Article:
The good old days of cheap gasoline, under $2 a gallon, appears to be over! Prices for commodities such as oil are set by supply and demand, and recent oil prices — over $47 a barrel — indicate that world oil supply is stretching to keep up with the demand. A similar and even more exaggerated situation exists for scrap metal. Prices are now upwards of $300 per ton compared to $70 per ton in the recent past.
It’s expected that cheerleaders for the brownwater sector will be dusting off those old “fuel efficiency” arguments again. There is fuel efficiency in dock-to-dock movements, but when fuel-guzzling truck hauls are included, the argument packs less punch.
Shippers don’t choose transport modes based on fuel efficiency. Even with the big changes in oil prices that we are seeing, it will not have much impact on rail versus barge, with other things being equal.
But there are some significant impacts beyond the barge industry that are associated with the high prices for basic commodities. The new worldwide sucking sound of economic growth is coming from China, which is absorbing record quantities of raw materials to support its growth and industrialization. Thus the higher demand for oil, scrap, cement, and other commodities.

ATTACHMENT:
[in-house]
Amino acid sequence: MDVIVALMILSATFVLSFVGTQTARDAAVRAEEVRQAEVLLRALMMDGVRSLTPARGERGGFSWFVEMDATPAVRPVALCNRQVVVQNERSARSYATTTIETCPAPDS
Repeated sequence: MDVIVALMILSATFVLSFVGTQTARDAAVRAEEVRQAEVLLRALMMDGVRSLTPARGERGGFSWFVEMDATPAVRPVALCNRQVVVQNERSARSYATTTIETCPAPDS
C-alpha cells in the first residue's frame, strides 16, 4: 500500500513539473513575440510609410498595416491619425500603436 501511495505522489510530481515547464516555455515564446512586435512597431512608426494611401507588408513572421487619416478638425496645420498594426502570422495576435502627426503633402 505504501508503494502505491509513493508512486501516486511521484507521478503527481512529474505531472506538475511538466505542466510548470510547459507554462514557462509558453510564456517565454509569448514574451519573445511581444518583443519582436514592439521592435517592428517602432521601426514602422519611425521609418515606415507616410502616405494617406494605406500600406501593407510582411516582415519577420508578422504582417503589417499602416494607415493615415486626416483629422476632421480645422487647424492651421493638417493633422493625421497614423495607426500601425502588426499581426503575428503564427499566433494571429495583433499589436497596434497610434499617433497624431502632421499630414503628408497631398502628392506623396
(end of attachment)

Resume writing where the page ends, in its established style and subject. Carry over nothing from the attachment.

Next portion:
The long-term implications of the emergence of China in this decade as a major industrial world consumer of raw materials is that the nation will command larger and larger shares of limited world resources. Thus, record high prices for commodities with limited supplies like oil and scrap are likely to become permanent.
This should normally be regarded as good news for the barge industry because of the industry’s fuel efficiency versus other modes. However, it is bad news for the U.S. economy, which will ultimately foot the bill for sustained higher prices for raw materials that will hurt our industrial competitiveness.
Our days as the world’s leading consumer of raw materials are about to end. We are about to become captive to the vast demands of a giant, emerging, industrialized society that will dominate world trade. It will have both positive and negative impacts for the brownwater sector. Sadly for the rest of the economy, it will be mostly negative.